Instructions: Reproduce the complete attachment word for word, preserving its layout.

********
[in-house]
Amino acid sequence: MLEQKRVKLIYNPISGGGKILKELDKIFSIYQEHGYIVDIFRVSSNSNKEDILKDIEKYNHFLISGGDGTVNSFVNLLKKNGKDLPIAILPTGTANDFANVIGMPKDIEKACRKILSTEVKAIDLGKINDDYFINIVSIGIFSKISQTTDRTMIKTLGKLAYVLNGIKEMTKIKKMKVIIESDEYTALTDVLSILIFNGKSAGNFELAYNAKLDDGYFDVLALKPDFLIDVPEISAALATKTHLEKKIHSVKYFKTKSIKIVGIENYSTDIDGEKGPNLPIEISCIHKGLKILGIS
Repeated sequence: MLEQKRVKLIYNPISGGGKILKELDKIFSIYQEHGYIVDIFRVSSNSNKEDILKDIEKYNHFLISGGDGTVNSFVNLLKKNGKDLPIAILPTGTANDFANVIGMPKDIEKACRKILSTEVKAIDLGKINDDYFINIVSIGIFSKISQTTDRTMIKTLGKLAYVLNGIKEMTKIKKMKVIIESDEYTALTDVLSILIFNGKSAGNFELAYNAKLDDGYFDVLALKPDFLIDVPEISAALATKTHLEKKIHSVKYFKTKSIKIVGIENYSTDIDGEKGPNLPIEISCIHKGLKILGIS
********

[in-house]
Amino acid sequence: MLEQKRVKLIYNPISGGGKILKELDKIFSIYQEHGYIVDIFRVSSNSNKEDILKDIEKYNHFLISGGDGTVNSFVNLLKKNGKDLPIAILPTGTANDFANVIGMPKDIEKACRKILSTEVKAIDLGKINDDYFINIVSIGIFSKISQTTDRTMIKTLGKLAYVLNGIKEMTKIKKMKVIIESDEYTALTDVLSILIFNGKSAGNFELAYNAKLDDGYFDVLALKPDFLIDVPEISAALATKTHLEKKIHSVKYFKTKSIKIVGIENYSTDIDGEKGPNLPIEISCIHKGLKILGIS
Repeated sequence: MLEQKRVKLIYNPISGGGKILKELDKIFSIYQEHGYIVDIFRVSSNSNKEDILKDIEKYNHFLISGGDGTVNSFVNLLKKNGKDLPIAILPTGTANDFANVIGMPKDIEKACRKILSTEVKAIDLGKINDDYFINIVSIGIFSKISQTTDRTMIKTLGKLAYVLNGIKEMTKIKKMKVIIESDEYTALTDVLSILIFNGKSAGNFELAYNAKLDDGYFDVLALKPDFLIDVPEISAALATKTHLEKKIHSVKYFKTKSIKIVGIENYSTDIDGEKGPNLPIEISCIHKGLKILGIS